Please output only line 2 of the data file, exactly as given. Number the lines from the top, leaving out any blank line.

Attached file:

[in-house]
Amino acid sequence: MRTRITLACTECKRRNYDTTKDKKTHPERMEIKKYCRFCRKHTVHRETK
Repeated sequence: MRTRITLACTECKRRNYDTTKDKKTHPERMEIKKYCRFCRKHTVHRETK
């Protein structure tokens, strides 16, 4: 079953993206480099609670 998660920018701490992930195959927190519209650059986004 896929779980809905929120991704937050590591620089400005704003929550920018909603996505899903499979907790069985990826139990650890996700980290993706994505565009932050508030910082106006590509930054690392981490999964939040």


Amino acid sequence: MRTRITLACTECKRRNYDTTKDKKTHPERMEIKKYCRFCRKHTVHRETK